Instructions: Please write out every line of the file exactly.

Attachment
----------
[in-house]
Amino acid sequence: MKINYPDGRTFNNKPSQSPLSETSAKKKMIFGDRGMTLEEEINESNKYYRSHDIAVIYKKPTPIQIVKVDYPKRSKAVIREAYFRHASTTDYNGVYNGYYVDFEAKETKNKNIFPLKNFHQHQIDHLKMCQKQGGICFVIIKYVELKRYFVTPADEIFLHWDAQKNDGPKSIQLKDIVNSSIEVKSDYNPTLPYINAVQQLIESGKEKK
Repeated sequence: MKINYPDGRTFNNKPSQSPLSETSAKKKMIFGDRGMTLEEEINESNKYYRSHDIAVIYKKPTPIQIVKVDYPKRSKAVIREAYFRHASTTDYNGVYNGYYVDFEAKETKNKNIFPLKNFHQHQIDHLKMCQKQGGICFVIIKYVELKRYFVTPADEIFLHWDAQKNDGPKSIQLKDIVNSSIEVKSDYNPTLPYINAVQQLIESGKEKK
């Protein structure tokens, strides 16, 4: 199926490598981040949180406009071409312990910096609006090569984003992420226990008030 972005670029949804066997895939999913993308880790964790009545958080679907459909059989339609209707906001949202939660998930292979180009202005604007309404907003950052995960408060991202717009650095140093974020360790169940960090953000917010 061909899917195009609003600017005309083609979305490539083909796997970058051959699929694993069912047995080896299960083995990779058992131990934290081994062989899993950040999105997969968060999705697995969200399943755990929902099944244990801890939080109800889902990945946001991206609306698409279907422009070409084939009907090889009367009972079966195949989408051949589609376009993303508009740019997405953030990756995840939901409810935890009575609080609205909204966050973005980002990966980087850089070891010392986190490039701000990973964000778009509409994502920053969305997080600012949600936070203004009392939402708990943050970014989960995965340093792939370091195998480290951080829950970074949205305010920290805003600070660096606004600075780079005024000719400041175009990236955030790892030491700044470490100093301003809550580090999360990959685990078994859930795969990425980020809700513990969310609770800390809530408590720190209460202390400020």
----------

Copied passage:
[in-house]
Amino acid sequence: MKINYPDGRTFNNKPSQSPLSETSAKKKMIFGDRGMTLEEEINESNKYYRSHDIAVIYKKPTPIQIVKVDYPKRSKAVIREAYFRHASTTDYNGVYNGYYVDFEAKETKNKNIFPLKNFHQHQIDHLKMCQKQGGICFVIIKYVELKRYFVTPADEIFLHWDAQKNDGPKSIQLKDIVNSSIEVKSDYNPTLPYINAVQQLIESGKEKK
Repeated sequence: MKINYPDGRTFNNKPSQSPLSETSAKKKMIFGDRGMTLEEEINESNKYYRSHDIAVIYKKPTPIQIVKVDYPKRSKAVIREAYFRHASTTDYNGVYNGYYVDFEAKETKNKNIFPLKNFHQHQIDHLKMCQKQGGICFVIIKYVELKRYFVTPADEIFLHWDAQKNDGPKSIQLKDIVNSSIEVKSDYNPTLPYINAVQQLIESGKEKK
């Protein structure tokens, strides 16, 4: 199926490598981040949180406009071409312990910096609006090569984003992420226990008030 972005670029949804066997895939999913993308880790964790009545958080679907459909059989339609209707906001949202939660998930292979180009202005604007309404907003950052995960408060991202717009650095140093974020360790169940960090953000917010 061909899917195009609003600017005309083609979305490539083909796997970058051959699929694993069912047995080896299960083995990779058992131990934290081994062989899993950040999105997969968060999705697995969200399943755990929902099944244990801890939080109800889902990945946001991206609306698409279907422009070409084939009907090889009367009972079966195949989408051949589609376009993303508009740019997405953030990756995840939901409810935890009575609080609205909204966050973005980002990966980087850089070891010392986190490039701000990973964000778009509409994502920053969305997080600012949600936070203004009392939402708990943050970014989960995965340093792939370091195998480290951080829950970074949205305010920290805003600070660096606004600075780079005024000719400041175009990236955030790892030491700044470490100093301003809550580090999360990959685990078994859930795969990425980020809700513990969310609770800390809530408590720190209460202390400020």